[Asked why Iran has become so important for Qatar at this juncture, and whether or not Tehran-Doha relations will further expand in the long run, Kamrava said] This is a very important question for which there is no definitive answer at this point in time. The current developments cannot show whether or not Tehran-Doha ties will improve in the long run. Qatari politicians have seen for themselves that they cannot trust their Arab neighbours. Rather, they have realized it is Iran and Turkey that they can trust. Qatar saw in practice that it was Tehran and Ankara that rushed to Doha’s aid in times of danger and need. It is not unlikely that the situation will continue to remain the same in the long term. Still, no definite answer can be given to that question.

Iran and Qatar have always had cordial, but not deep relations. Iran has tried over the past years to further deepen its ties with Qatar. However, Qatar has been extremely skeptical about Iran over the past one or two decades. For instance, Qatar did not renew residence permits for the Iranians expats who were living in Qatar for several decades, or did not extend visas for many of them. Many Iranian restaurants in Doha face numerous problems in bringing more waiters from Iran. Iranian businessmen in Qatar have problems, too. Of course, a few of the obstacles have been removed over the past couple of months. Still, Doha, for example, allowed the nationals of eighty countries to stay in Qatar without visas, but Iran was not among those countries. Although Iran and Qatar have good relations at this juncture and both countries are exchanging ambassadors, sending ambassadors per se does not necessarily indicate that the two countries are deepening their relations in the long run. It is military, commercial and cultural cooperation that brings two countries closer together in the long term, and this does not happen simply by opening embassies and exchanging ambassadors.

[Asked what impact the amelioration of Iran-Qatar relations will have on regional equations and the current trends in the region, he said] There are two possibilities ahead of us. One possibility is that the GCC will return to is previous state, i.e. will turn into an anti-Iran front and a US ally again. It may not be controlled by the hegemony, but will be controlled by Saudi Arabia and others.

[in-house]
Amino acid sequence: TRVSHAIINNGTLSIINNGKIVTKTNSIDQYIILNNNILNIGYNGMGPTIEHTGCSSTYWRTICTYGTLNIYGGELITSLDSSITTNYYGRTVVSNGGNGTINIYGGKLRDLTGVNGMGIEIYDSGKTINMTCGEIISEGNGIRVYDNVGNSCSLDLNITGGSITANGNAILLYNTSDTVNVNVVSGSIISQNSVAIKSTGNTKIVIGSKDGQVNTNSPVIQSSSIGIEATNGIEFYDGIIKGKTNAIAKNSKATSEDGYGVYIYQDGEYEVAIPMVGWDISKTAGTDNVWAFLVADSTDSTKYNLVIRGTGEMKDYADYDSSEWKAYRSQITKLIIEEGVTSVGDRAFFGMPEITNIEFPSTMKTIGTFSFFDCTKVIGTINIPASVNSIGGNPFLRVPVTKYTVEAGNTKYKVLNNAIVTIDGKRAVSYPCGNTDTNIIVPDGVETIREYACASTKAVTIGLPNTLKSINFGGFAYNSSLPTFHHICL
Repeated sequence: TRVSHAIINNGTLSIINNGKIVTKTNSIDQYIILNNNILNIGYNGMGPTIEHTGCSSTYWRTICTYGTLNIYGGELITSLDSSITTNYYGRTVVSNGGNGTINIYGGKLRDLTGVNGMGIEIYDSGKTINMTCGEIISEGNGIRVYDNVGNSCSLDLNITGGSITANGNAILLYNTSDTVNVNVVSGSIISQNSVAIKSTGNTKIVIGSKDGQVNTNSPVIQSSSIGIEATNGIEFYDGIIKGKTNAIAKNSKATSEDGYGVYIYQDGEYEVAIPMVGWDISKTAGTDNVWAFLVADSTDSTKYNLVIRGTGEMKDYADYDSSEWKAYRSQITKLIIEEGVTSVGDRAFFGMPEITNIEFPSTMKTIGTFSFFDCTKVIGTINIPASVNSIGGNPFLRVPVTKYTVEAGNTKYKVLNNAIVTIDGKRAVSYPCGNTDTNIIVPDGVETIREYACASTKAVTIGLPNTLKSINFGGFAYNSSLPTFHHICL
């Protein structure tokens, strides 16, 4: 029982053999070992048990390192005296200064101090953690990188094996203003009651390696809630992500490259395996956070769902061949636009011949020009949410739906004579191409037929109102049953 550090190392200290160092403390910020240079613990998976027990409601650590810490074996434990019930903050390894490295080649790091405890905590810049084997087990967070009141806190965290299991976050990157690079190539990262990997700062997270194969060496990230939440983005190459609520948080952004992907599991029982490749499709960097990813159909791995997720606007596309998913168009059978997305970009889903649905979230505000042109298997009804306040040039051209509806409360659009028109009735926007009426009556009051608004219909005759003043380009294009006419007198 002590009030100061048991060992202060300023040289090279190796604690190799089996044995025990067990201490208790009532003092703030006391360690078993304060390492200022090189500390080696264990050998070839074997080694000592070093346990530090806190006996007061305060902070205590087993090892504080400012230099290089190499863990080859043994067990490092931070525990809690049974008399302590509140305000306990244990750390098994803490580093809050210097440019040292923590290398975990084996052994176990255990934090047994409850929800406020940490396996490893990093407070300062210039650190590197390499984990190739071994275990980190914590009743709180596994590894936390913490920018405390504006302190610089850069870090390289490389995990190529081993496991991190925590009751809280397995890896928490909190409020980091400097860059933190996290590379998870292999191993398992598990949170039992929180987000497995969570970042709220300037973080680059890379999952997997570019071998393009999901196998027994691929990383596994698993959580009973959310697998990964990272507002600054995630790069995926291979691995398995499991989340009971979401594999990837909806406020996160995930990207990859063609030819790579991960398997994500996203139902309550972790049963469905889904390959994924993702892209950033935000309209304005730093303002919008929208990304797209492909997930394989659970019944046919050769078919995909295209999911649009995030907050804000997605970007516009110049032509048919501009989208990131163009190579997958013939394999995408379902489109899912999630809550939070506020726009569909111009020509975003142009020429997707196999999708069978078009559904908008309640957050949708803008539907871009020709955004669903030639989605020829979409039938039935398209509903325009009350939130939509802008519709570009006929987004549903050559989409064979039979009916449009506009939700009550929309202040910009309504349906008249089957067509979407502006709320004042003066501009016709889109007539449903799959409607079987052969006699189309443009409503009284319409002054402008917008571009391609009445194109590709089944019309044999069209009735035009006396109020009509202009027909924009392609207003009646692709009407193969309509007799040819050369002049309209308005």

The second possibility is to continue the same path whereby Qatar’s confidence in Saudi Arabia and others will shatter, and no new trust will take shape in the foreseeable future. Under such circumstances, a kind of bipolarity will emerge in the Middle East. On the one side stand supporters of Saudi Arabia, the UAE, Bahrain and Egypt. On the other side stand a group of countries comprising Turkey, Iran, Qatar and maybe Syria. I don’t think this duality will take shape in practice, but what is noteworthy is that relations have been overhauled. Iran and Turkey have got much closer together, which is due to domestic developments in Syria. Iran, Turkey and Qatar have also got closer because of the latest developments. Based on the recent events, we will witness happenings in the future, but it is not clear what they will be. There is also a possibility that Iran, Turkey and Qatar will form a group based on economic-trade cooperation, or as I said earlier, the GCC may return to its previous anti-Iran state.

A question mark exists is the United States. At the moment, the US is a missing piece of a puzzle. Over the past month, US President Donald Trump has remained silent vis-à-vis the crisis between Qatar and some Arab countries, including Saudi Arabia. At the same time, the US State Department has shown no capability to mediate. We should wait and see what position Washington will adopt in this regard. It may continue the current trend without taking any new stance.